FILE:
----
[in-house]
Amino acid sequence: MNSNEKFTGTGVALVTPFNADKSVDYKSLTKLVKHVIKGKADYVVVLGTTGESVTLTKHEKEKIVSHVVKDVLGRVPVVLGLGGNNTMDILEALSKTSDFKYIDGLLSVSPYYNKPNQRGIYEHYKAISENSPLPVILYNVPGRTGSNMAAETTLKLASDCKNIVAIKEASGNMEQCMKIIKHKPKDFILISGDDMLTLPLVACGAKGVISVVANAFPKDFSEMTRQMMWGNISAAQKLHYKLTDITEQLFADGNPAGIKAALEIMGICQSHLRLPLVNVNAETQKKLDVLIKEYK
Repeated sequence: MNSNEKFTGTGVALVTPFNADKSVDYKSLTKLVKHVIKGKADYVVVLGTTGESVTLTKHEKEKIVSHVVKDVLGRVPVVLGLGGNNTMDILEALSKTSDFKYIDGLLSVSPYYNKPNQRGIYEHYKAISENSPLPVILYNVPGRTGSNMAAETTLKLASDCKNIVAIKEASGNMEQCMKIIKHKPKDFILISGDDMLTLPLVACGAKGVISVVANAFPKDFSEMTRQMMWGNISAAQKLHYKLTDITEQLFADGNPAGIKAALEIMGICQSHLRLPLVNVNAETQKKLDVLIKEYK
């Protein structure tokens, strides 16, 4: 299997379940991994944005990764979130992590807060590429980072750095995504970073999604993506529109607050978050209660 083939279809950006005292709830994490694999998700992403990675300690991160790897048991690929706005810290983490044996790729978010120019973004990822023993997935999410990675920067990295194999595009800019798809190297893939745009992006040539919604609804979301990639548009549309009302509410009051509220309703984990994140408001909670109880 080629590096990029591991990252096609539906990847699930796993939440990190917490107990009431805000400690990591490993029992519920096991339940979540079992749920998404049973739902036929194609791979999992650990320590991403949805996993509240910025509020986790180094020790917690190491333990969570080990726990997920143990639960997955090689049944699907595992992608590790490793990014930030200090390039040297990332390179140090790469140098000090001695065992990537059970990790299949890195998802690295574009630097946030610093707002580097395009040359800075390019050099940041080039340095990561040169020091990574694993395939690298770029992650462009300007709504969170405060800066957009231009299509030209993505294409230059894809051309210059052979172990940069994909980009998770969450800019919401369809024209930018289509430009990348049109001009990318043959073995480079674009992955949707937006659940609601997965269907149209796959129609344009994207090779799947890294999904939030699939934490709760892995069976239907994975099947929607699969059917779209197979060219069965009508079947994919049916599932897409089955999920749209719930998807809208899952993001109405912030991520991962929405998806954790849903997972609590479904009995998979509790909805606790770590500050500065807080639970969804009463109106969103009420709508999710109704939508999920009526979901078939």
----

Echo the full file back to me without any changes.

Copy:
[in-house]
Amino acid sequence: MNSNEKFTGTGVALVTPFNADKSVDYKSLTKLVKHVIKGKADYVVVLGTTGESVTLTKHEKEKIVSHVVKDVLGRVPVVLGLGGNNTMDILEALSKTSDFKYIDGLLSVSPYYNKPNQRGIYEHYKAISENSPLPVILYNVPGRTGSNMAAETTLKLASDCKNIVAIKEASGNMEQCMKIIKHKPKDFILISGDDMLTLPLVACGAKGVISVVANAFPKDFSEMTRQMMWGNISAAQKLHYKLTDITEQLFADGNPAGIKAALEIMGICQSHLRLPLVNVNAETQKKLDVLIKEYK
Repeated sequence: MNSNEKFTGTGVALVTPFNADKSVDYKSLTKLVKHVIKGKADYVVVLGTTGESVTLTKHEKEKIVSHVVKDVLGRVPVVLGLGGNNTMDILEALSKTSDFKYIDGLLSVSPYYNKPNQRGIYEHYKAISENSPLPVILYNVPGRTGSNMAAETTLKLASDCKNIVAIKEASGNMEQCMKIIKHKPKDFILISGDDMLTLPLVACGAKGVISVVANAFPKDFSEMTRQMMWGNISAAQKLHYKLTDITEQLFADGNPAGIKAALEIMGICQSHLRLPLVNVNAETQKKLDVLIKEYK
């Protein structure tokens, strides 16, 4: 299997379940991994944005990764979130992590807060590429980072750095995504970073999604993506529109607050978050209660 083939279809950006005292709830994490694999998700992403990675300690991160790897048991690929706005810290983490044996790729978010120019973004990822023993997935999410990675920067990295194999595009800019798809190297893939745009992006040539919604609804979301990639548009549309009302509410009051509220309703984990994140408001909670109880 080629590096990029591991990252096609539906990847699930796993939440990190917490107990009431805000400690990591490993029992519920096991339940979540079992749920998404049973739902036929194609791979999992650990320590991403949805996993509240910025509020986790180094020790917690190491333990969570080990726990997920143990639960997955090689049944699907595992992608590790490793990014930030200090390039040297990332390179140090790469140098000090001695065992990537059970990790299949890195998802690295574009630097946030610093707002580097395009040359800075390019050099940041080039340095990561040169020091990574694993395939690298770029992650462009300007709504969170405060800066957009231009299509030209993505294409230059894809051309210059052979172990940069994909980009998770969450800019919401369809024209930018289509430009990348049109001009990318043959073995480079674009992955949707937006659940609601997965269907149209796959129609344009994207090779799947890294999904939030699939934490709760892995069976239907994975099947929607699969059917779209197979060219069965009508079947994919049916599932897409089955999920749209719930998807809208899952993001109405912030991520991962929405998806954790849903997972609590479904009995998979509790909805606790770590500050500065807080639970969804009463109106969103009420709508999710109704939508999920009526979901078939």